Turning the Tables

Circular or rectangular tables? It doesn’t sound like that big an issue, but one thing I have learnt from interloping through the wedding world is that tiniest details are matters of greatest controversy.

I decided we’d have round tables. I went to a wedding with round tables. The balls I’ve been to had round tables and in this picture of the town hall they have round tables, which look pretty:


But then I recently came across this picture of the same room set up with rectangular tables:


The Fiance went to a wedding recently with long tables, and Somerville always had long tables for hall… but we’ll stick to round – we did decide on round (and more importantly, the table runners have been cut).

Our decision was fairly straightforward, partly because we found it fairly trivial, but believe me, I was tensed and ready for battle.

There areso many controversies with tables. Not just their shape, but where they are in the room (too near the buffet, loud people, or people they don’t like), whether anyone is sitting in front of a table leg (surely unavoidable most of the time?), whether there is a top table (we have one; he wanted one) and who is on it.

Seating plans can also be a nightmare. We decided to fit 79 people onto 9 tables rather than 8 to ensure that everyone was sitting with someone they knew or someone they might get on with and to keep groups together where possible, or divide them into big happy chunky portions who might get on with the rest of their table, whilst able to lean back and poke So-and-so who was sitting at table 8.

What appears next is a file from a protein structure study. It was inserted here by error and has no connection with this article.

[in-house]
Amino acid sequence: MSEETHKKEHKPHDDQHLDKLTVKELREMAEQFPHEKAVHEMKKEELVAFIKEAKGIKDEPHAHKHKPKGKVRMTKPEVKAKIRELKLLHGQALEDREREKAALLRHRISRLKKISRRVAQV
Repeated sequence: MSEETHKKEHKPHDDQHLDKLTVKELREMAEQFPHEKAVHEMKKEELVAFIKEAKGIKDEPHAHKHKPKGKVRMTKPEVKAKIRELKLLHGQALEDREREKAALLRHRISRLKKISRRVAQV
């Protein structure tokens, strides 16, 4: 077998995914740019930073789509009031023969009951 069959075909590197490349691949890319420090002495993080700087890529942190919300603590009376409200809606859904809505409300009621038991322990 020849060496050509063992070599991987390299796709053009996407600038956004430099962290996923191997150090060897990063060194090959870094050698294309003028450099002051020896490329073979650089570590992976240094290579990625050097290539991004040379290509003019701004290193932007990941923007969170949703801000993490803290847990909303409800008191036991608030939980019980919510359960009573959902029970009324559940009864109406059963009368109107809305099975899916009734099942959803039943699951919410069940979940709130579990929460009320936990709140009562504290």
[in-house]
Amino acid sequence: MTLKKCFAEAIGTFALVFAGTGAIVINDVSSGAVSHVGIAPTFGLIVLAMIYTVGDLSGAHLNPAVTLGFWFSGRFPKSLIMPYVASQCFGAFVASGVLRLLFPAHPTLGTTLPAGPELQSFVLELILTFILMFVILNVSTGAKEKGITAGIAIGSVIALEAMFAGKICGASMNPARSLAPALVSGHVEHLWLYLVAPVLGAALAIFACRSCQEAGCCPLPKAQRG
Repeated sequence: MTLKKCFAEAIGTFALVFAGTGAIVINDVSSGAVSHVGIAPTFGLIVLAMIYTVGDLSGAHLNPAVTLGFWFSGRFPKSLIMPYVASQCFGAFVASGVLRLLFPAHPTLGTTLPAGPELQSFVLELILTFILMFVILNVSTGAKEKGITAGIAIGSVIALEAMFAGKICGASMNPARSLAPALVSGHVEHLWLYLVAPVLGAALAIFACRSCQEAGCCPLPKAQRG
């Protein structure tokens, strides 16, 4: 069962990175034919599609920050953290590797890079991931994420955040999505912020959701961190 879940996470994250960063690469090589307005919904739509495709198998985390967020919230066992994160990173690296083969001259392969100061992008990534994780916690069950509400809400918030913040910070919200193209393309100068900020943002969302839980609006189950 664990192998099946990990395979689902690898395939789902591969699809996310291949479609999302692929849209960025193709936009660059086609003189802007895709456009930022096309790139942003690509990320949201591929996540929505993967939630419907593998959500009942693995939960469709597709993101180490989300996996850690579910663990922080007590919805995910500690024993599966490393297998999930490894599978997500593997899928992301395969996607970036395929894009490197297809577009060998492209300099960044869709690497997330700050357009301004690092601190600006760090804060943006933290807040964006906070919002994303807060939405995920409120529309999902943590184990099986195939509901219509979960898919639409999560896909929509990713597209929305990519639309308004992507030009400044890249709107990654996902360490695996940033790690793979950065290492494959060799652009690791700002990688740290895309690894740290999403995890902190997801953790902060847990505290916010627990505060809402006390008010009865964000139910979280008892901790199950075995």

Top tables have always been controversial because of deciding who to put on it, especially with extended family or step family, with +1s, odd numbers and who is doing the speeches. A lot of brides and grooms don’t like being on display, not having someone opposite to talk to, having to sit with certain guests and having a lot of junk like a flower arrangement or ‘Mr & Mrs’ signs cluttering up the table in front of them. These are all things you should take into account, try to keep everyone happy and basically just pick something sensible and easy. Tables will not change your day.

Some couples cut the chase and have a special sweetheart table, but this doesn’t appear to be very popular. Others have a migrating bride and groom, with a place set for them at every table. Personally, I prefer the German tradition of visiting each table for a shot during the meal, which at least involves everybody and not only those lucky enough to be seated beside them.


About RowenaFW

I am a Fish. But you wouldn't know it just from looking at me. View all posts by RowenaFW

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